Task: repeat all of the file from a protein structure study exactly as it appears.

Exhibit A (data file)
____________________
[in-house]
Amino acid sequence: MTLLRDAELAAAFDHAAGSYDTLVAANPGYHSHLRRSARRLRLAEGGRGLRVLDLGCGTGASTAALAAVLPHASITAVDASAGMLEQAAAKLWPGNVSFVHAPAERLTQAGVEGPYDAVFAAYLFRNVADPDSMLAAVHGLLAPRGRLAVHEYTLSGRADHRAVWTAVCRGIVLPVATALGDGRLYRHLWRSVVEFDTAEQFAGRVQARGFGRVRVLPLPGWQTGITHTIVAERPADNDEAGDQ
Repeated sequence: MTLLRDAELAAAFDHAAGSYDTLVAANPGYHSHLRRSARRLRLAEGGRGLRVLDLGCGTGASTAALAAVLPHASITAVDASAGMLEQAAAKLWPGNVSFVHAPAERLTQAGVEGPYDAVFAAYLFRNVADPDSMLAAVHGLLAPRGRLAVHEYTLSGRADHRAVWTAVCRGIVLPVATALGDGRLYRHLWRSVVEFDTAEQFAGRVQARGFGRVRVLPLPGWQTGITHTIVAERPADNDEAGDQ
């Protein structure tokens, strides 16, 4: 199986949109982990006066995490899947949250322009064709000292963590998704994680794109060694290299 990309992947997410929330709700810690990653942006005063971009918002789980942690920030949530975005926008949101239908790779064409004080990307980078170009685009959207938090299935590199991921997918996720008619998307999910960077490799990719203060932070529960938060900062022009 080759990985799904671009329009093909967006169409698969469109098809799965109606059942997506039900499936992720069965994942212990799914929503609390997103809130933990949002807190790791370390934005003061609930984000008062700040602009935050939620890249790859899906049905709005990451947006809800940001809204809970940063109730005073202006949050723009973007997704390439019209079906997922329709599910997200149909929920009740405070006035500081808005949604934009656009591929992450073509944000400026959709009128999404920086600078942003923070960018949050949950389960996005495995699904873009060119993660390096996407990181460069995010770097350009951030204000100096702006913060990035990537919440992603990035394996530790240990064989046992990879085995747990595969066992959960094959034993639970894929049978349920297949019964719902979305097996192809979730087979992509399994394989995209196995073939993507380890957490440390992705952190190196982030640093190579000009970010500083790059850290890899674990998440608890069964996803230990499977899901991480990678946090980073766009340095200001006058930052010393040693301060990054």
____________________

[in-house]
Amino acid sequence: MTLLRDAELAAAFDHAAGSYDTLVAANPGYHSHLRRSARRLRLAEGGRGLRVLDLGCGTGASTAALAAVLPHASITAVDASAGMLEQAAAKLWPGNVSFVHAPAERLTQAGVEGPYDAVFAAYLFRNVADPDSMLAAVHGLLAPRGRLAVHEYTLSGRADHRAVWTAVCRGIVLPVATALGDGRLYRHLWRSVVEFDTAEQFAGRVQARGFGRVRVLPLPGWQTGITHTIVAERPADNDEAGDQ
Repeated sequence: MTLLRDAELAAAFDHAAGSYDTLVAANPGYHSHLRRSARRLRLAEGGRGLRVLDLGCGTGASTAALAAVLPHASITAVDASAGMLEQAAAKLWPGNVSFVHAPAERLTQAGVEGPYDAVFAAYLFRNVADPDSMLAAVHGLLAPRGRLAVHEYTLSGRADHRAVWTAVCRGIVLPVATALGDGRLYRHLWRSVVEFDTAEQFAGRVQARGFGRVRVLPLPGWQTGITHTIVAERPADNDEAGDQ
């Protein structure tokens, strides 16, 4: 199986949109982990006066995490899947949250322009064709000292963590998704994680794109060694290299 990309992947997410929330709700810690990653942006005063971009918002789980942690920030949530975005926008949101239908790779064409004080990307980078170009685009959207938090299935590199991921997918996720008619998307999910960077490799990719203060932070529960938060900062022009 080759990985799904671009329009093909967006169409698969469109098809799965109606059942997506039900499936992720069965994942212990799914929503609390997103809130933990949002807190790791370390934005003061609930984000008062700040602009935050939620890249790859899906049905709005990451947006809800940001809204809970940063109730005073202006949050723009973007997704390439019209079906997922329709599910997200149909929920009740405070006035500081808005949604934009656009591929992450073509944000400026959709009128999404920086600078942003923070960018949050949950389960996005495995699904873009060119993660390096996407990181460069995010770097350009951030204000100096702006913060990035990537919440992603990035394996530790240990064989046992990879085995747990595969066992959960094959034993639970894929049978349920297949019964719902979305097996192809979730087979992509399994394989995209196995073939993507380890957490440390992705952190190196982030640093190579000009970010500083790059850290890899674990998440608890069964996803230990499977899901991480990678946090980073766009340095200001006058930052010393040693301060990054």